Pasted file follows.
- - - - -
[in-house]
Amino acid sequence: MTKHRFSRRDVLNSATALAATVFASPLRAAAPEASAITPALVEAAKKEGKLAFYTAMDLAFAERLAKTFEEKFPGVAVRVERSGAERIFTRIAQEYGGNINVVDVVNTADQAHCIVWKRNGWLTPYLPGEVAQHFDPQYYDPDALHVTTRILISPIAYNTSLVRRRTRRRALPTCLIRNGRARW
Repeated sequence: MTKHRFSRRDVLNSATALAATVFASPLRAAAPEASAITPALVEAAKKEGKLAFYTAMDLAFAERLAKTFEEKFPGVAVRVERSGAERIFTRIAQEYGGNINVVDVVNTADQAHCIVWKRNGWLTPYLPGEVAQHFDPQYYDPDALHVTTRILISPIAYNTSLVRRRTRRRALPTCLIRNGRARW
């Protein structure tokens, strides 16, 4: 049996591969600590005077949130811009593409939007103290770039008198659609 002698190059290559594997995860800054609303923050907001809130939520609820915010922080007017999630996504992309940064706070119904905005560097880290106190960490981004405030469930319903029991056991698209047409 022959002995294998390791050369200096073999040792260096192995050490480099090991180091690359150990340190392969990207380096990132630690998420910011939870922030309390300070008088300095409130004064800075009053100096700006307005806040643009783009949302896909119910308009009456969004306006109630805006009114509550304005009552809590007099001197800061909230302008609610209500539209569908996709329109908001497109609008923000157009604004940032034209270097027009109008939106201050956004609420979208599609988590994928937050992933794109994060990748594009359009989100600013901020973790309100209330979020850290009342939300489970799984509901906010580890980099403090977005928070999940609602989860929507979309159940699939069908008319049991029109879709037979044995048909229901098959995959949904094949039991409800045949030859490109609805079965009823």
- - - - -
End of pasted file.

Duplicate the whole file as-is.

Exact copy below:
[in-house]
Amino acid sequence: MTKHRFSRRDVLNSATALAATVFASPLRAAAPEASAITPALVEAAKKEGKLAFYTAMDLAFAERLAKTFEEKFPGVAVRVERSGAERIFTRIAQEYGGNINVVDVVNTADQAHCIVWKRNGWLTPYLPGEVAQHFDPQYYDPDALHVTTRILISPIAYNTSLVRRRTRRRALPTCLIRNGRARW
Repeated sequence: MTKHRFSRRDVLNSATALAATVFASPLRAAAPEASAITPALVEAAKKEGKLAFYTAMDLAFAERLAKTFEEKFPGVAVRVERSGAERIFTRIAQEYGGNINVVDVVNTADQAHCIVWKRNGWLTPYLPGEVAQHFDPQYYDPDALHVTTRILISPIAYNTSLVRRRTRRRALPTCLIRNGRARW
């Protein structure tokens, strides 16, 4: 049996591969600590005077949130811009593409939007103290770039008198659609 002698190059290559594997995860800054609303923050907001809130939520609820915010922080007017999630996504992309940064706070119904905005560097880290106190960490981004405030469930319903029991056991698209047409 022959002995294998390791050369200096073999040792260096192995050490480099090991180091690359150990340190392969990207380096990132630690998420910011939870922030309390300070008088300095409130004064800075009053100096700006307005806040643009783009949302896909119910308009009456969004306006109630805006009114509550304005009552809590007099001197800061909230302008609610209500539209569908996709329109908001497109609008923000157009604004940032034209270097027009109008939106201050956004609420979208599609988590994928937050992933794109994060990748594009359009989100600013901020973790309100209330979020850290009342939300489970799984509901906010580890980099403090977005928070999940609602989860929507979309159940699939069908008319049991029109879709037979044995048909229901098959995959949904094949039991409800045949030859490109609805079965009823």